Saturday, July 6, 2013

Social marketing campaigns in the Cote d'Ivoire

Baobab has a good post on corruption in the Cote d'Ivoire, which is poor even by sub-Saharan African standards, but which seems to be improving under President Ouattara: 
One of the indicators in the ruling justly category is control of corruption, an area in which Côte d’Ivoire fares particularly poorly. The World Bank’s most recent corruption rankings, from 2011, put it 38th out of 49 African countries. Transparency International ranked it 130th out of 176 countries last year in its Corruption Perceptions Index, ahead of Nigeria and Guinea but well behind neighbouring Liberia, Burkina Faso and Ghana. 
Progress has been made under President Alassane Ouattara, who came to power in May 2011. The Transparency International ranking is a big improvement over past years when Côte d’Ivoire hovered around 150th. Mr Ouattara is credited with curbing the corruption that prevailed under his predecessor, though many Ivorians insist shady dealings remain as prevalent as ever, if slightly better concealed.
But the government recently began a publicity campaign against corruption: 
The ostensible idea of the publicity campaign is to create a popular groundswell against corruption to compel elected officials to clean up their acts. Yet the adverts seem to have been met mostly with indifference. Baobab’s unscientific polling over the past few days suggests many Abidjaners think the billboards are adverts for Orange, a mobile service provider.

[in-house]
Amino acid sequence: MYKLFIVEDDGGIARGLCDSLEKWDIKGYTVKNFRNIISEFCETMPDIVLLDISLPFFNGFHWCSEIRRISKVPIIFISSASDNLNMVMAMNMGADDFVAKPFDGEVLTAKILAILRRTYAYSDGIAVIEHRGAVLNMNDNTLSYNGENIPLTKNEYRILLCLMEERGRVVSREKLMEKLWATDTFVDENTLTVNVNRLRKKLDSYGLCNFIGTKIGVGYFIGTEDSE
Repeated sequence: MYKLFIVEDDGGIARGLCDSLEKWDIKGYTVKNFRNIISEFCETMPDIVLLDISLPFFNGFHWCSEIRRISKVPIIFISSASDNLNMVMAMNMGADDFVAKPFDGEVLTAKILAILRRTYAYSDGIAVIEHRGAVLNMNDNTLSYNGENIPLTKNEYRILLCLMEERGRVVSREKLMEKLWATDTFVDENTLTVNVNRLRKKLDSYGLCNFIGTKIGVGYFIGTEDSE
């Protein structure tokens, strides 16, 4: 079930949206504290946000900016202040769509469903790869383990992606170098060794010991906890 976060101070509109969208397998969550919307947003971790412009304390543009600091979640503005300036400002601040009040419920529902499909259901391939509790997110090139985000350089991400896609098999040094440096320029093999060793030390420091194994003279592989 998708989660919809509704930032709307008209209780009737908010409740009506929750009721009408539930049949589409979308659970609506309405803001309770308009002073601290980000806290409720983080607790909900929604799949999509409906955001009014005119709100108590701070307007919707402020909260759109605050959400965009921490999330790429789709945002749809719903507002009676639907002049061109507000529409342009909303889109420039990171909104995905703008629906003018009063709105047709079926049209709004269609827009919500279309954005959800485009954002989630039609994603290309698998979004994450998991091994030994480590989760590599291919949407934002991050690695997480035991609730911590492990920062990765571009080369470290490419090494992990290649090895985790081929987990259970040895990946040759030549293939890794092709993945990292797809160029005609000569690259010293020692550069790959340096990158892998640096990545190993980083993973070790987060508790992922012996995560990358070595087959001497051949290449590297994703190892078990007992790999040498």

A tough new anti-corruption law might be more helpful. But the one being drafted, which would establish an authority to investigate allegations of impropriety, is riddled with loopholes. Many of the original draft’s provisions have been heavily watered down, according to a source close to the process. The latest version reduces the statute of limitations on corruption-related offenses from ten years to three, making it extremely difficult to prosecute cases in time.
It's not a particularly well executed campaign thus far, but I tend to think that such campaigns have the capacity to do more good than new laws.  Even if the government were to pass a model law -- which seems unlikely -- the greater problem lies with enforcement.  In countries such as Rwanda, campaigns aimed at changing norms have met with impressive success, and such campaigns have much to recommend them.  Ultimately, however, the success of either approach will depend on leadership and how well the government's leaders are willing to prioritize the issue.

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